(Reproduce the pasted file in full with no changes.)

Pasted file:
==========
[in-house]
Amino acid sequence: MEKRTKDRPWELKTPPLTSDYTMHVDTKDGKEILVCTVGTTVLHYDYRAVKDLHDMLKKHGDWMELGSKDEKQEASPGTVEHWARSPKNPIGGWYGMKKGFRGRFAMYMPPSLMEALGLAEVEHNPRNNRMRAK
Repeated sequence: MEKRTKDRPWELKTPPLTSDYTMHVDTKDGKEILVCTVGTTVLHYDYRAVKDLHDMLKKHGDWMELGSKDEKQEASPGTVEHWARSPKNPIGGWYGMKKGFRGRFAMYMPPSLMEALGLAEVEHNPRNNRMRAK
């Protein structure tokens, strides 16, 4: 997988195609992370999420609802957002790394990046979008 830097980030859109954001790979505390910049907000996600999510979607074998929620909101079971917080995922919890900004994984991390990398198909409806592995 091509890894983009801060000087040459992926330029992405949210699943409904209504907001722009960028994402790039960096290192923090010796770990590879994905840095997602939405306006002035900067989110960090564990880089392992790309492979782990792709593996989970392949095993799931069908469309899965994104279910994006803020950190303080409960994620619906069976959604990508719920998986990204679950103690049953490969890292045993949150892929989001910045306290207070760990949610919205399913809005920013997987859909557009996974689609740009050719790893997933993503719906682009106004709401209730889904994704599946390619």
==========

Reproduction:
[in-house]
Amino acid sequence: MEKRTKDRPWELKTPPLTSDYTMHVDTKDGKEILVCTVGTTVLHYDYRAVKDLHDMLKKHGDWMELGSKDEKQEASPGTVEHWARSPKNPIGGWYGMKKGFRGRFAMYMPPSLMEALGLAEVEHNPRNNRMRAK
Repeated sequence: MEKRTKDRPWELKTPPLTSDYTMHVDTKDGKEILVCTVGTTVLHYDYRAVKDLHDMLKKHGDWMELGSKDEKQEASPGTVEHWARSPKNPIGGWYGMKKGFRGRFAMYMPPSLMEALGLAEVEHNPRNNRMRAK
């Protein structure tokens, strides 16, 4: 997988195609992370999420609802957002790394990046979008 830097980030859109954001790979505390910049907000996600999510979607074998929620909101079971917080995922919890900004994984991390990398198909409806592995 091509890894983009801060000087040459992926330029992405949210699943409904209504907001722009960028994402790039960096290192923090010796770990590879994905840095997602939405306006002035900067989110960090564990880089392992790309492979782990792709593996989970392949095993799931069908469309899965994104279910994006803020950190303080409960994620619906069976959604990508719920998986990204679950103690049953490969890292045993949150892929989001910045306290207070760990949610919205399913809005920013997987859909557009996974689609740009050719790893997933993503719906682009106004709401209730889904994704599946390619």